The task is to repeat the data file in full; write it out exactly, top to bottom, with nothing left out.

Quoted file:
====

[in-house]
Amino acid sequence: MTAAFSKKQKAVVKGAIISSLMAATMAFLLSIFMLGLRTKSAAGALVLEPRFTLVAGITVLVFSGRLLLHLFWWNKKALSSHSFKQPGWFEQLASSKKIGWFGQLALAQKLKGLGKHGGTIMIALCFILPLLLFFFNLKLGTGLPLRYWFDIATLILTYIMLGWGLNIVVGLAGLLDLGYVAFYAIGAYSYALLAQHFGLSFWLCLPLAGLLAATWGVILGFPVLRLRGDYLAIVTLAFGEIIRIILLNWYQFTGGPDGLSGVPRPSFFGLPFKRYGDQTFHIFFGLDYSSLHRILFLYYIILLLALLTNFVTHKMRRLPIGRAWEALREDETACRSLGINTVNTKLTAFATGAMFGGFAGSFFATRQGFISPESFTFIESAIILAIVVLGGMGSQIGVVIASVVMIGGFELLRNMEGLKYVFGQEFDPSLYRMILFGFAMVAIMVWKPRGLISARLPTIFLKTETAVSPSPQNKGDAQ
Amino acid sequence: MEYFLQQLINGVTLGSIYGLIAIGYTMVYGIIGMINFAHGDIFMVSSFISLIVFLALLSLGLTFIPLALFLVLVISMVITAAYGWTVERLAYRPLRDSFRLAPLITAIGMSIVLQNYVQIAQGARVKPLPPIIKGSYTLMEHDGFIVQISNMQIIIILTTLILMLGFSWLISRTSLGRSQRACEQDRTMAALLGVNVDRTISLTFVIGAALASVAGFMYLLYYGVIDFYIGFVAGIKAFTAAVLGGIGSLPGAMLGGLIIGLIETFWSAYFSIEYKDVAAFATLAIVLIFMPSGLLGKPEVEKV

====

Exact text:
[in-house]
Amino acid sequence: MTAAFSKKQKAVVKGAIISSLMAATMAFLLSIFMLGLRTKSAAGALVLEPRFTLVAGITVLVFSGRLLLHLFWWNKKALSSHSFKQPGWFEQLASSKKIGWFGQLALAQKLKGLGKHGGTIMIALCFILPLLLFFFNLKLGTGLPLRYWFDIATLILTYIMLGWGLNIVVGLAGLLDLGYVAFYAIGAYSYALLAQHFGLSFWLCLPLAGLLAATWGVILGFPVLRLRGDYLAIVTLAFGEIIRIILLNWYQFTGGPDGLSGVPRPSFFGLPFKRYGDQTFHIFFGLDYSSLHRILFLYYIILLLALLTNFVTHKMRRLPIGRAWEALREDETACRSLGINTVNTKLTAFATGAMFGGFAGSFFATRQGFISPESFTFIESAIILAIVVLGGMGSQIGVVIASVVMIGGFELLRNMEGLKYVFGQEFDPSLYRMILFGFAMVAIMVWKPRGLISARLPTIFLKTETAVSPSPQNKGDAQ
Amino acid sequence: MEYFLQQLINGVTLGSIYGLIAIGYTMVYGIIGMINFAHGDIFMVSSFISLIVFLALLSLGLTFIPLALFLVLVISMVITAAYGWTVERLAYRPLRDSFRLAPLITAIGMSIVLQNYVQIAQGARVKPLPPIIKGSYTLMEHDGFIVQISNMQIIIILTTLILMLGFSWLISRTSLGRSQRACEQDRTMAALLGVNVDRTISLTFVIGAALASVAGFMYLLYYGVIDFYIGFVAGIKAFTAAVLGGIGSLPGAMLGGLIIGLIETFWSAYFSIEYKDVAAFATLAIVLIFMPSGLLGKPEVEKV